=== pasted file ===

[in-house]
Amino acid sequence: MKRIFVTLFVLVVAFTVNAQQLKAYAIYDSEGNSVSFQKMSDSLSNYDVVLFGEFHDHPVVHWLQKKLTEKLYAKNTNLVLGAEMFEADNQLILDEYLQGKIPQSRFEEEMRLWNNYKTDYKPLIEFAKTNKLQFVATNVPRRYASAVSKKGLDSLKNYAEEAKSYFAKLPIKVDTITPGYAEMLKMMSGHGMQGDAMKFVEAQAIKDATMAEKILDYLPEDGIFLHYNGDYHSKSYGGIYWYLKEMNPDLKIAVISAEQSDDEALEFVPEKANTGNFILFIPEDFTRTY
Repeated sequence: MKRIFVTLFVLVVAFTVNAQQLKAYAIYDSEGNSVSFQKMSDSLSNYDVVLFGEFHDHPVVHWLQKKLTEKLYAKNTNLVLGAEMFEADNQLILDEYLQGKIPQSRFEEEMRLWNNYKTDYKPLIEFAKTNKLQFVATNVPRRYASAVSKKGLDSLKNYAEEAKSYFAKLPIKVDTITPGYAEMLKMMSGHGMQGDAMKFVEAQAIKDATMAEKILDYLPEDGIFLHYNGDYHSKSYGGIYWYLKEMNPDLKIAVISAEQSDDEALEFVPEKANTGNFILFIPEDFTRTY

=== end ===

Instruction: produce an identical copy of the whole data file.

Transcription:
[in-house]
Amino acid sequence: MKRIFVTLFVLVVAFTVNAQQLKAYAIYDSEGNSVSFQKMSDSLSNYDVVLFGEFHDHPVVHWLQKKLTEKLYAKNTNLVLGAEMFEADNQLILDEYLQGKIPQSRFEEEMRLWNNYKTDYKPLIEFAKTNKLQFVATNVPRRYASAVSKKGLDSLKNYAEEAKSYFAKLPIKVDTITPGYAEMLKMMSGHGMQGDAMKFVEAQAIKDATMAEKILDYLPEDGIFLHYNGDYHSKSYGGIYWYLKEMNPDLKIAVISAEQSDDEALEFVPEKANTGNFILFIPEDFTRTY
Repeated sequence: MKRIFVTLFVLVVAFTVNAQQLKAYAIYDSEGNSVSFQKMSDSLSNYDVVLFGEFHDHPVVHWLQKKLTEKLYAKNTNLVLGAEMFEADNQLILDEYLQGKIPQSRFEEEMRLWNNYKTDYKPLIEFAKTNKLQFVATNVPRRYASAVSKKGLDSLKNYAEEAKSYFAKLPIKVDTITPGYAEMLKMMSGHGMQGDAMKFVEAQAIKDATMAEKILDYLPEDGIFLHYNGDYHSKSYGGIYWYLKEMNPDLKIAVISAEQSDDEALEFVPEKANTGNFILFIPEDFTRTY